In part 1 (link) we went through building up the blank-core for the weapon and a general shaped foam-blank for the body.

Originally, this was a dark-ages style bearded axe, and I hadn't really wanted to remake the head so I’d left that as it was. I do however want to make is more suitable for a post-apocalyptic wasteland role, so I want to gruff it up and make it looks more like it’s been ‘improved’ for combat. I'm thinking a bit of a basic hand-guard for the main hand, some reinforcement for the shaft and maybe ‘welding’ some big nuts onto the back of the blade to make it look a bit heavier and like it has maybe been modified to act a bit like an axe-mace cross-over.


Materials & Equipment:

Nothing new at this stage, only re-using things already used during part 1.



Tip: A note on cutting. I’ve listed Stanley knife-blades but not handles. Typically, I only use the blade on its own. I find this gives me much better control over the cut and lets me get in to work on little details whilst giving me as much blade to cut with in one go.

I also find that this means I tend to cut myself quite a lot when I'm working, as I'm just holding a blade that’s sharp at both ends in my hand.

If I’m being sensible I wrap the end of the blade I'm not using in a bit of gaffa tape so my hand is protected, but I don’t want to apply too much, as I’ll want to take the tape off fairly quickly and start cutting with the other end once the end I’m using becomes blunt.


Stage 2.1

Right, before I start doing some cool customisations, I need to finish off making the basic axe body.

Using 6mm foam I'm going to build up a ‘sandwich’ either side of the foam handle piece I've already attached.


Rough up an area of foam just larger than the axe handle using course sand paper (or whatever this thing is).

As before, the roughed up surface allows the glue to permeate the foam and give a stronger bond. Make sure both mating faces of the foam are roughed up.

Then use contact adhesive to glue the foam onto the handle. Push it down evenly with moderate force in an ordered pattern (this helps the foam to distribute evenly). Ensure that the foam is stuck down and level all over.

Once it has had a little time to build up strength in the bond (apx 15mins), use your blade to trim the new foam to match the central foam handle shape. Once done, that’s one half of the sandwich finished.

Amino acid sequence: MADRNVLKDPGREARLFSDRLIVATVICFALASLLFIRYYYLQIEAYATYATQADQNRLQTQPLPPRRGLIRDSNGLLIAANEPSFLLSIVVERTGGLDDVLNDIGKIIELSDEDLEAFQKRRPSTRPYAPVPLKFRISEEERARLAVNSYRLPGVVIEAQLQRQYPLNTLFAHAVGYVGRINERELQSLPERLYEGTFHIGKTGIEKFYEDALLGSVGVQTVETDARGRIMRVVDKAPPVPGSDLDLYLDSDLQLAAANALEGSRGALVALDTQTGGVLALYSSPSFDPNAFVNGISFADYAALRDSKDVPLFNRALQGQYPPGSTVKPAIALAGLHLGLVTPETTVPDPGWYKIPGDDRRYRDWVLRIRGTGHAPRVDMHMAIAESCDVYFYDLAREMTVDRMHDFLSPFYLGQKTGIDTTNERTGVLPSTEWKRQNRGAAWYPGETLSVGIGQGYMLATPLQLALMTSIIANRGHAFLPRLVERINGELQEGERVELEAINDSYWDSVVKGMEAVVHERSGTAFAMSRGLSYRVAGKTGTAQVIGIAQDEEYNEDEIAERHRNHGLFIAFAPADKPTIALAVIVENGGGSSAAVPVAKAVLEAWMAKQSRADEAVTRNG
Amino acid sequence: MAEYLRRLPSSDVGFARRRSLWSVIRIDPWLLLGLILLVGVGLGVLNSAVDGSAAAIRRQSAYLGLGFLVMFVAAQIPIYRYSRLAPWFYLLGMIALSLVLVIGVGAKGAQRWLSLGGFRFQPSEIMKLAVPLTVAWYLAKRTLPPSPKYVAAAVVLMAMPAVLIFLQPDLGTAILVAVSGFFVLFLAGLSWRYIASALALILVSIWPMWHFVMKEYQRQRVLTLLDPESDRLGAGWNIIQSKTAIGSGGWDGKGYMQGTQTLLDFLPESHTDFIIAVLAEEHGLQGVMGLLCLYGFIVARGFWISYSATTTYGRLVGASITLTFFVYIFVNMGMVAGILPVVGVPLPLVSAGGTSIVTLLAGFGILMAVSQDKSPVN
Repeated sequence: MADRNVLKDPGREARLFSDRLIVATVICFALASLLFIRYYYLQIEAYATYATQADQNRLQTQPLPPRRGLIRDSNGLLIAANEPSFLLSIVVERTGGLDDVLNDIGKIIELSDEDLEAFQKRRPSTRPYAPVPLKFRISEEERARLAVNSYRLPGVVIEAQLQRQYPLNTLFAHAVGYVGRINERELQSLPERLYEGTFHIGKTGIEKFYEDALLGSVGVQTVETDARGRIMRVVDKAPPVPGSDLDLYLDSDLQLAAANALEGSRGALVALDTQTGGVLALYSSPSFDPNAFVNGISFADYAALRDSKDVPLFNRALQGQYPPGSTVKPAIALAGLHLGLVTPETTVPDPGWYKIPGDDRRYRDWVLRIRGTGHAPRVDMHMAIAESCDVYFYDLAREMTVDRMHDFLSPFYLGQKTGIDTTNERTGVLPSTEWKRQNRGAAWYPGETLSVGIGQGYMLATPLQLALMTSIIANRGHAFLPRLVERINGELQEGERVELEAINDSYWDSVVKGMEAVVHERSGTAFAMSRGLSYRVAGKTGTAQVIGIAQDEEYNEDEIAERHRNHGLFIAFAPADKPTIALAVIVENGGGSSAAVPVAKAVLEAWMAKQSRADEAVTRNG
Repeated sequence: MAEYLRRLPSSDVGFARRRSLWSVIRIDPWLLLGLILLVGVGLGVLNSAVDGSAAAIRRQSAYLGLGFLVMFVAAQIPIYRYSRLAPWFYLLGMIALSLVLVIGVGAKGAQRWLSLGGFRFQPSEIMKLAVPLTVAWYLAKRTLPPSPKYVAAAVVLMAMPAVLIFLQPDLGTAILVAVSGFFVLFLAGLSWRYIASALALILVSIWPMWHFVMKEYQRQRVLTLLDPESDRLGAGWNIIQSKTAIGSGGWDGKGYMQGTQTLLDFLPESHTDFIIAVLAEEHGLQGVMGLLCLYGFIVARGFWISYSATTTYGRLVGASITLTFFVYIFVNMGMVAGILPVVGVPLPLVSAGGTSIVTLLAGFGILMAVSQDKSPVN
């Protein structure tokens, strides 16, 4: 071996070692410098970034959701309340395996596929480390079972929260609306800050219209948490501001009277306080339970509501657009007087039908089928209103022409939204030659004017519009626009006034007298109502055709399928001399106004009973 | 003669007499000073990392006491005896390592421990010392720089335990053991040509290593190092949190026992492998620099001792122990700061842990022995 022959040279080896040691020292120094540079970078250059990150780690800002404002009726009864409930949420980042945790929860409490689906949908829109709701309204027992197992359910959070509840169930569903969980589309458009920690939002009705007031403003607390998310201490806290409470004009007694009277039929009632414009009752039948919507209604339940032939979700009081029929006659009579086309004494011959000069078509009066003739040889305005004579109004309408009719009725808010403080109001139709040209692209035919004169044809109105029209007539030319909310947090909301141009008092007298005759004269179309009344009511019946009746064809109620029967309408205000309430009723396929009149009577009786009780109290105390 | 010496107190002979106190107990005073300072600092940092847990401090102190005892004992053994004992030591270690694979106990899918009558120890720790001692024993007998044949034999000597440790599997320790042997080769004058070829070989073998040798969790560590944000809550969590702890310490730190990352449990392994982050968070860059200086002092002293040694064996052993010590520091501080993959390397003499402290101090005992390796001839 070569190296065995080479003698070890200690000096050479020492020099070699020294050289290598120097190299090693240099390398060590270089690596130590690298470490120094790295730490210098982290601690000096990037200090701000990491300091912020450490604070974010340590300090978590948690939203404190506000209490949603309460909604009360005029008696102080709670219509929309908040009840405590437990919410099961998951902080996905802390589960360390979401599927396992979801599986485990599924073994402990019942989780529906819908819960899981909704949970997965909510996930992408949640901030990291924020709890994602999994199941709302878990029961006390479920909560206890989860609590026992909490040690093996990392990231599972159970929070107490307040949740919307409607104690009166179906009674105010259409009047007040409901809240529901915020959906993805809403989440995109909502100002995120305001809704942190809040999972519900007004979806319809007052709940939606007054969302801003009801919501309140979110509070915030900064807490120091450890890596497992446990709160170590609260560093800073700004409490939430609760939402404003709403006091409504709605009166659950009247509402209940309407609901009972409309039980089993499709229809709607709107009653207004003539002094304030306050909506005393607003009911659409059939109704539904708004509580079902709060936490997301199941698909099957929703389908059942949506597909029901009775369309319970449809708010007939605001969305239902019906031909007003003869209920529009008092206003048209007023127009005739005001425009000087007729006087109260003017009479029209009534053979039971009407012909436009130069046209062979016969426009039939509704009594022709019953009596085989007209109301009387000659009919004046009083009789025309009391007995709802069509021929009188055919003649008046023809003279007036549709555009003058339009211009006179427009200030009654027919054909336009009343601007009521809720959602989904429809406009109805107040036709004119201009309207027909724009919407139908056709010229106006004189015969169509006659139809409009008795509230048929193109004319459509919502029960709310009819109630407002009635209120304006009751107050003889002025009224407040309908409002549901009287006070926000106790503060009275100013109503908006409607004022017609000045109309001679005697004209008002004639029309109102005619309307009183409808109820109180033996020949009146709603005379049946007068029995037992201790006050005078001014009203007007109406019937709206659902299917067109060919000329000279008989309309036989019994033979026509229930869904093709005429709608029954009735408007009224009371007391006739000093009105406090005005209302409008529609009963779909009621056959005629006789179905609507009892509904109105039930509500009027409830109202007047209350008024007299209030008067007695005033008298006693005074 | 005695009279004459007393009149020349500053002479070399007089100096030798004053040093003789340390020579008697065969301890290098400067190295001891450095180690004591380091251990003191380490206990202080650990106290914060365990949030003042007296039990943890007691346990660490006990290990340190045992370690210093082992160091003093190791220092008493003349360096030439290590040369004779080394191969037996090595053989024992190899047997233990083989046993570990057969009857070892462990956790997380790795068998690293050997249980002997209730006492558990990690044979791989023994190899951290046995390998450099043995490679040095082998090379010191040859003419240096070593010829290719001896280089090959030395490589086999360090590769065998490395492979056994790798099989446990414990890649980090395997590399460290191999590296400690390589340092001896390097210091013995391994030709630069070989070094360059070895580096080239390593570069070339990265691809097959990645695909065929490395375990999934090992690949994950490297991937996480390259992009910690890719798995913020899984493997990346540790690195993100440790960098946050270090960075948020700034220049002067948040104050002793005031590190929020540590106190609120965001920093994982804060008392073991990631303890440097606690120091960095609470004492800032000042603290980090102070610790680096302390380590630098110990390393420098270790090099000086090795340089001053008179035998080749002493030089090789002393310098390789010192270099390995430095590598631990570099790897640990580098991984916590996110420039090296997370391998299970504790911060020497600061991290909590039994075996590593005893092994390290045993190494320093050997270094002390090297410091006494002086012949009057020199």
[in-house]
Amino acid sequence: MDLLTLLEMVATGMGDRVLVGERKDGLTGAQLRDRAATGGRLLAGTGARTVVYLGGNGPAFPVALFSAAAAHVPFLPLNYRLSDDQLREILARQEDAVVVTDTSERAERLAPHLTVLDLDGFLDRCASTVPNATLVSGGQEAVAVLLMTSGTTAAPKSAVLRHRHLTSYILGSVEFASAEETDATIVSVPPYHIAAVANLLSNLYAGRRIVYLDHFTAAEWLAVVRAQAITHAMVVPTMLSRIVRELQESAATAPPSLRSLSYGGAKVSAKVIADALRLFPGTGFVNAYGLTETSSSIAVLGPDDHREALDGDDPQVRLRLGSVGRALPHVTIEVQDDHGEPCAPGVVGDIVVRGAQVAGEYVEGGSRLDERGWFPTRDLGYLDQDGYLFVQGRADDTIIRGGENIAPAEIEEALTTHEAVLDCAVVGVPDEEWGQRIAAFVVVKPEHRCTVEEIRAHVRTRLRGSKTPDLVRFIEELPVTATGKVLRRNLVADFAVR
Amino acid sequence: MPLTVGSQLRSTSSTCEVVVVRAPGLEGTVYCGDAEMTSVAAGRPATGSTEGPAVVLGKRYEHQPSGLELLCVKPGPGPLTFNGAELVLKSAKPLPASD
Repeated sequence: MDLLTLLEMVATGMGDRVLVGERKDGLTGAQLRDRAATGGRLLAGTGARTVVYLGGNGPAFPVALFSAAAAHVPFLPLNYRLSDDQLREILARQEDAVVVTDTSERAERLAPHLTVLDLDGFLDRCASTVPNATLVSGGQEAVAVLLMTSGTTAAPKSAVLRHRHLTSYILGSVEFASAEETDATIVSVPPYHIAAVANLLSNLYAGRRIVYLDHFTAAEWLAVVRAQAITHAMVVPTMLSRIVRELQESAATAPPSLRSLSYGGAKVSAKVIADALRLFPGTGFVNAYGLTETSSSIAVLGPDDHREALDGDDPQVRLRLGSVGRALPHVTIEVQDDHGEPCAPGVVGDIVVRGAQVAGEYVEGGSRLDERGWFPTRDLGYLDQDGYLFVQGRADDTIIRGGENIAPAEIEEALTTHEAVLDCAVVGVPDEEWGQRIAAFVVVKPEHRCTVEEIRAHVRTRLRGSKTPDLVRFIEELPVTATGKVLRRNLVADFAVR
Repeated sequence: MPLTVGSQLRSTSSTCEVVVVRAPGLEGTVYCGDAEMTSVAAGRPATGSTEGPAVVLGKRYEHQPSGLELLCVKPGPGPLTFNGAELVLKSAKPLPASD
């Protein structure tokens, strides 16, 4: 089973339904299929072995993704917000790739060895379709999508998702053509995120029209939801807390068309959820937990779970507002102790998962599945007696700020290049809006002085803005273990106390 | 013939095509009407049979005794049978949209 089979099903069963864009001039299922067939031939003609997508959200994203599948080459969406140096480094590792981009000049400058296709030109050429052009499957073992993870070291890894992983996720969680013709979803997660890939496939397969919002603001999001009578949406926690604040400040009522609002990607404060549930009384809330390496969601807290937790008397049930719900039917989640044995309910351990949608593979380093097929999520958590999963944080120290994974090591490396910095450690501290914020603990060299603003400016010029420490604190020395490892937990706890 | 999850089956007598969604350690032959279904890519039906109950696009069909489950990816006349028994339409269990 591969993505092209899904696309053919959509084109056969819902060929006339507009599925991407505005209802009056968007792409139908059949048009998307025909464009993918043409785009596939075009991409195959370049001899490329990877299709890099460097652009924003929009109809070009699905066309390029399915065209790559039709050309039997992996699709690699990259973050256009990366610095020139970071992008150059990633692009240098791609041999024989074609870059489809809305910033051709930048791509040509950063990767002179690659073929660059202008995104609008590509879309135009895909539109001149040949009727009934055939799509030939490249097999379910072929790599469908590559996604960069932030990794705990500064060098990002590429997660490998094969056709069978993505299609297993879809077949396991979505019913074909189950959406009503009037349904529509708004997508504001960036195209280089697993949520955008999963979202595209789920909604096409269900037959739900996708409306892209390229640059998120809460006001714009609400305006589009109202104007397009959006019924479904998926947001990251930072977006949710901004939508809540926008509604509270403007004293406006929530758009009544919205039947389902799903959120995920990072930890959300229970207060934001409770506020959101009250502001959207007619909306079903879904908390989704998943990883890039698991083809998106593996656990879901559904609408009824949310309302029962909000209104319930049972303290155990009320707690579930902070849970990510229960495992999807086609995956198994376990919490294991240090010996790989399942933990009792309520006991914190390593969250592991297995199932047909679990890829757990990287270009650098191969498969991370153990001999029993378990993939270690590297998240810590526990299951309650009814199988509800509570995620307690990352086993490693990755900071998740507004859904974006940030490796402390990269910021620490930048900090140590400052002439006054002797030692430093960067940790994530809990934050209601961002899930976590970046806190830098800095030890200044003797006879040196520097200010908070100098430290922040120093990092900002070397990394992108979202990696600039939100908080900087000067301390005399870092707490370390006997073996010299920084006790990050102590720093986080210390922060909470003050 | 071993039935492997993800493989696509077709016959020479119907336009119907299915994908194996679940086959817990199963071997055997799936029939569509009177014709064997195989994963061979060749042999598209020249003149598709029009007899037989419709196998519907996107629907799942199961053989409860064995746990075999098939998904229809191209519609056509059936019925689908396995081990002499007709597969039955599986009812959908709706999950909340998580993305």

Then repeat with the other side.

Push the foam down to ensure a good bond is formed.

When cutting the foam away at this stage you’ll likely start to see the benefit of not using the knife handle. You want to cut the foam-sandwich as flush as possible to avoid steps between the foam layers. If there are, it’s not a problem as they can be sorted later, but it’s better not having to worry about it.

Cut around the handle profile.
Tidy up any areas that aren't flush.

There we go, now we have a rough handle shape.


Remember: Some foam sheet has a solid-shiny surface on some edges, this surface doesn't glue well so should be trimmed off at the start. Or forget to trim it off then have to trim it off during the build – both are options, the former is the better choice.

This hard surface of the foam should have been trimmed off.
Trim it off before continuing.


Stage 2.2 Building up the axe-head 

Using 8mm foam, we’re going to wrap a rectangle around from one side of the head to the other. This could be done as two pieces, but doing it this way gives a nice round back to the head and it is stronger. We use 8mm foam because the difference in thickness from the 6mm we used on the sides of the handle will give us an upstand on the head, which is just like a real axe.

The easiest way of doing this is measuring the width of your axe head and then x2 that dimension and add some additional length for going around the back of the head, so maybe 75mm to be safe (12mm core x2 + 50mm to go around the back). If in doubt, it can be worth using a foam offcut (you’ll end up with loads) to test that the length you’ve calculated reaches all the way from the blade of the axe on one-side to the same point on the other side of the blade. For both the height and width it is worth having some additional material rather than not having enough.

Checking the size of foam required

You don’t want to pull the foam too tight as it goes around the back of the blade. otherwise it will be too hard to be safe and it will also look shit.

As with any other glued joint, make sure to rough-up the mating faces with some course sandpaper. When roughing-up pieces already attached to the core, take care not to damage any existing joints/glue-lines in the process.

It can be worth gluing the foam in two phases, first one side of the head then the other, if you’re not confident in the process. However, I find it can be done without having any problems in one go. As with the shaft, be sure to press firmly over the head to ensure it is all fully bonded.

The finished stage will look like a folded over foam sandwich.